The DRC holds 80% of the world’s coltan reserves, more than 60% of the world’s cobalt and is the world’s largest supplier of high-grade copper. With these minerals playing a major part in maintaining US military dominance and economic growth, minerals in the Congo are deemed vital US interests.

Historically, the U.S. government identified sources of materials in Third World countries, and then encouraged U.S. corporations to invest in and facilitate their production. Dating back to the mid-1960s, the U.S. government literally installed the dictatorship of Mobutu Sese Seko, which gave U.S. corporations access to the Congo’s minerals for more than 30 years. However, over the years Mobutu began to limit access by Western corporations, and to control the distribution of resources. In 1998, U.S. military-trained leaders of Rwanda and Uganda invaded the mineral-rich areas of the Congo. The invaders installed illegal colonial-style governments which continue to receive millions of dollars in arms and military training from the United States. Our government and a $5 million Citibank loan maintains the rebel presence in the Congo. Their control of mineral rich areas allows western corporations, such as American Mineral Fields, to illegally mine. Rwandan and Ugandan control over this area is beneficial for both governments and for the corporations that continue to exploit the Congo’s natural wealth.

American Mineral Fields (AMF) landed exclusive exploration rights to an estimated 1.4 million tons of copper and 270,000 tons of cobalt. San Francisco based engineering firm Bechtel Inc. established strong ties in the rebel zones as well. Bechtel drew up an inventory of the Congo’s mineral resources free of charge, and also paid for NASA satellite studies of the country for infared maps of its minerals. Bechtel estimates that the DRC’s mineral ores alone are worth $157 billion dollars. Through coltan production, the Rwandans and their allies are bringing in $20 million revenue a month. Rwanda’s diamond exports went from 166 carats in 1998 to 30,500 in 2000. Uganda’s diamond exports jumped from approximately 1,500 carats to about 11,300. The final destination for many of these minerals is the U.S.

UPDATE BY AUTHOR DENA MONTAGUE: Nearly four million people dead in four years of war in the Democratic Republic of Congo (DRC), and the world remains silent in the face of an abominable atrocity. The war in the DRC is not only significant because of its infamous status as the world’s deadliest war; but also because of the active participation of an international contingent of multinational corporations, terrorist networks, arms brokers, and governments all clamoring for the legendary wealth of the Congo while exacerbating the war.

Ugandan and Rwandan backed rebels and the Congolese central government met for nine weeks beginning in March 2002 in Sun City, South Africa to negotiate aspects of the Inter-Congolese dialogue as a part of the Lusaka Peace Accords. In a significant development emerging from the Dialogue – Jean Pierre Bemba, a known Mobutuist and leader of Uganda sponsored rebel party, Movement for the Liberation of Congo (MLC), has been appointed Prime Minister of the DRC in a power sharing agreement strongly encouraged by western governments. Rather than being held accountable by the international community for war crimes committed against Congolese civilians and the massive exploitation of Congolese natural resources detailed by the UN during the four-year war, Bemba, a multimillionaire will be leading the country he helped decimate.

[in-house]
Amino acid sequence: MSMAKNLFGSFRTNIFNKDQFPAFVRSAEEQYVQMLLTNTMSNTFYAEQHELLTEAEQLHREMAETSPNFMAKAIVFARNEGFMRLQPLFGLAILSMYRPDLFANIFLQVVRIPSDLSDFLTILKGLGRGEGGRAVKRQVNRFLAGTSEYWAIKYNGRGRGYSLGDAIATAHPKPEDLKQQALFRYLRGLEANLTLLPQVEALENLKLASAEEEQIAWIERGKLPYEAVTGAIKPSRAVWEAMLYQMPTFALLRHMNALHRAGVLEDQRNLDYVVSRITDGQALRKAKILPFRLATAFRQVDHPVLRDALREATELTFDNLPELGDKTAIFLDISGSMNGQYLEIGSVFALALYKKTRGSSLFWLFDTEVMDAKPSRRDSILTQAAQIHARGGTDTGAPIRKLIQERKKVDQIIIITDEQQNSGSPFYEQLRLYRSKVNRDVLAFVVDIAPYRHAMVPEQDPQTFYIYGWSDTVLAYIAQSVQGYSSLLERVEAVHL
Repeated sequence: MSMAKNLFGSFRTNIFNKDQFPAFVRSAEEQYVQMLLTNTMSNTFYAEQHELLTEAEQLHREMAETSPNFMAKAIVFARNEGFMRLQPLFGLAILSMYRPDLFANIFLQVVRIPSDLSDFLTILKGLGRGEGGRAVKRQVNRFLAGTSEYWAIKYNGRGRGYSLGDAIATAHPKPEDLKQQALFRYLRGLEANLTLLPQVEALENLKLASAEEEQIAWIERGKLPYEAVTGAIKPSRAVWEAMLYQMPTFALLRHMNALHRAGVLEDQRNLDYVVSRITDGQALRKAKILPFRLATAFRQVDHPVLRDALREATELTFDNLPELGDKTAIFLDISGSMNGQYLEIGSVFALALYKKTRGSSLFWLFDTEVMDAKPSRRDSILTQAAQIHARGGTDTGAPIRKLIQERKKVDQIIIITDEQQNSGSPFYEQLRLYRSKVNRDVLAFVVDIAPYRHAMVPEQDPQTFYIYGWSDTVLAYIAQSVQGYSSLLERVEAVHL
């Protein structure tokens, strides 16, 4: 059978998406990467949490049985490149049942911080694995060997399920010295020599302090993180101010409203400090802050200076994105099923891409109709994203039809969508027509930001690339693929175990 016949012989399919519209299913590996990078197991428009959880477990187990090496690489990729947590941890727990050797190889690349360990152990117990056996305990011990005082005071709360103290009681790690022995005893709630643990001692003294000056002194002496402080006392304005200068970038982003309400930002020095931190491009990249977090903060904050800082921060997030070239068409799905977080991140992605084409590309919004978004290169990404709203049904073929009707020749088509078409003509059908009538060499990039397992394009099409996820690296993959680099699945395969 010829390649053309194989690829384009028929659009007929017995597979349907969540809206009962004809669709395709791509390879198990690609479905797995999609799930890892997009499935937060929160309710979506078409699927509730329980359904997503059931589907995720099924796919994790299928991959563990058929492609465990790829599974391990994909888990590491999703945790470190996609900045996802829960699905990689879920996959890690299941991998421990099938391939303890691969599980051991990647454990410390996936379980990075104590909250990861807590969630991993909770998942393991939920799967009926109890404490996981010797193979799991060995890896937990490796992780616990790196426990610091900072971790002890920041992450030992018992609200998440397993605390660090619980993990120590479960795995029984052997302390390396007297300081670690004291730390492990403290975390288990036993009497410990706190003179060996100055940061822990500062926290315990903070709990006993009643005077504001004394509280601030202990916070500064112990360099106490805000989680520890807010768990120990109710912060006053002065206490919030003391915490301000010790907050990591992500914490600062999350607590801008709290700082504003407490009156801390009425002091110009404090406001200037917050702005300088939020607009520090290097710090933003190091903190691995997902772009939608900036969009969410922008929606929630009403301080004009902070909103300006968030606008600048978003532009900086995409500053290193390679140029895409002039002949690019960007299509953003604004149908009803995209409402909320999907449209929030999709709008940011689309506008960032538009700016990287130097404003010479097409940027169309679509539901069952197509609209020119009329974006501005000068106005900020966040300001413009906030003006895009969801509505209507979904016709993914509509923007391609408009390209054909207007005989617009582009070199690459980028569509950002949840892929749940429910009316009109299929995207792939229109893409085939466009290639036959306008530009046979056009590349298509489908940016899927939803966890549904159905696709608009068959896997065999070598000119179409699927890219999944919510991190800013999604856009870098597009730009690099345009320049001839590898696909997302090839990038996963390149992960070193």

In response to its isolation from the power sharing agreement, Rwandan backed RCD has formed an alliance with veteran Congolese opposition leader Etienne Tshisekedi. Rwanda has not ceased discussions of an enduring armed partition of the DRC, of which it remains in control of approximately one third of the country. The power sharing agreement emerging from Sun City has effectively marginalized civil society groups who have been organizing peacefully for democracy, and instead rewards armed struggle in the country. Meanwhile, Rwanda and Uganda continue to attract international investors as well as military assistance from the U.S. and others. Thousands of Rwandan troops are currently engaged fighting in the eastern region of the country at the continued expense of civilian lives.

The war in the DRC is layered in such a way that it appears as a wartime telenovella. Its complexity tends to distract the layman observer from the fundamental facts. This war is yet another stage in international efforts to control the wealth of the Congo-a story that dates back to the 19th century.

The only major U.S. media response to the war in the DRC has been a weeklong Nightline report, “The Heart of Darkness” that was originally scheduled to air the week of September 11th and was postponed until February. Although the Nightline special was significant in drawing attention to the neglected story and the unbearable suffering of the Congolese people, it did little to explain the root causes of the war. Other than the Nightline report, only an occasional story on the fledgling peace process appears in major newspapers.

There are few outlets that give a comprehensive account of the war. International Crisis Group has published a series of in-depth reports about the conflict.

Occasionally the Washington Post covers the DRC. Reporter Karl Vick was one of the first to uncover the story of coltan mining. compiles daily reports on the DRC. Other magazines that are less accessible frequently cover the war – New African Magazine and Africa Confidential.

For an historical perspective on conflict in the Congo- Books: King Leopold’s Ghost by Adam Hochschild, and The Assassination of Patrice Lumumba by Ludo De Witte.